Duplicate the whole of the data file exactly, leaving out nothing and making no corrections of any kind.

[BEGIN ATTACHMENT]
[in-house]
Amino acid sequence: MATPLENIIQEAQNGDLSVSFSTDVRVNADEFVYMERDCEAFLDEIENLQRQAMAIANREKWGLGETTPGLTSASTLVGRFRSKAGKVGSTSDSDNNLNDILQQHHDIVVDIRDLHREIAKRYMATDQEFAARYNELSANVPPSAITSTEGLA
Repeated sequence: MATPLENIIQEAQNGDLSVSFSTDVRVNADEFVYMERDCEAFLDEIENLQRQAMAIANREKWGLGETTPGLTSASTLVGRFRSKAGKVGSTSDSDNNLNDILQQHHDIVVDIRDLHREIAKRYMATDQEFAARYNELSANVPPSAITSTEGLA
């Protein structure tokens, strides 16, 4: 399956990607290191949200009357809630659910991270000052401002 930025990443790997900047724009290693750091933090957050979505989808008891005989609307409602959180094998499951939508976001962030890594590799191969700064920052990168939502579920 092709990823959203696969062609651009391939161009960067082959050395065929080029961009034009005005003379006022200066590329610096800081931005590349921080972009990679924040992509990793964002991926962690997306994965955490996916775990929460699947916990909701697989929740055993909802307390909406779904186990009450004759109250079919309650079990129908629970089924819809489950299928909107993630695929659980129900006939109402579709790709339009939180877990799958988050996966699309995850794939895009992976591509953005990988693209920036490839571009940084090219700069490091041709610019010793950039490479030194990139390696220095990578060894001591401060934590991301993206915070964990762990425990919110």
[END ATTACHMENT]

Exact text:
[in-house]
Amino acid sequence: MATPLENIIQEAQNGDLSVSFSTDVRVNADEFVYMERDCEAFLDEIENLQRQAMAIANREKWGLGETTPGLTSASTLVGRFRSKAGKVGSTSDSDNNLNDILQQHHDIVVDIRDLHREIAKRYMATDQEFAARYNELSANVPPSAITSTEGLA
Repeated sequence: MATPLENIIQEAQNGDLSVSFSTDVRVNADEFVYMERDCEAFLDEIENLQRQAMAIANREKWGLGETTPGLTSASTLVGRFRSKAGKVGSTSDSDNNLNDILQQHHDIVVDIRDLHREIAKRYMATDQEFAARYNELSANVPPSAITSTEGLA
């Protein structure tokens, strides 16, 4: 399956990607290191949200009357809630659910991270000052401002 930025990443790997900047724009290693750091933090957050979505989808008891005989609307409602959180094998499951939508976001962030890594590799191969700064920052990168939502579920 092709990823959203696969062609651009391939161009960067082959050395065929080029961009034009005005003379006022200066590329610096800081931005590349921080972009990679924040992509990793964002991926962690997306994965955490996916775990929460699947916990909701697989929740055993909802307390909406779904186990009450004759109250079919309650079990129908629970089924819809489950299928909107993630695929659980129900006939109402579709790709339009939180877990799958988050996966699309995850794939895009992976591509953005990988693209920036490839571009940084090219700069490091041709610019010793950039490479030194990139390696220095990578060894001591401060934590991301993206915070964990762990425990919110």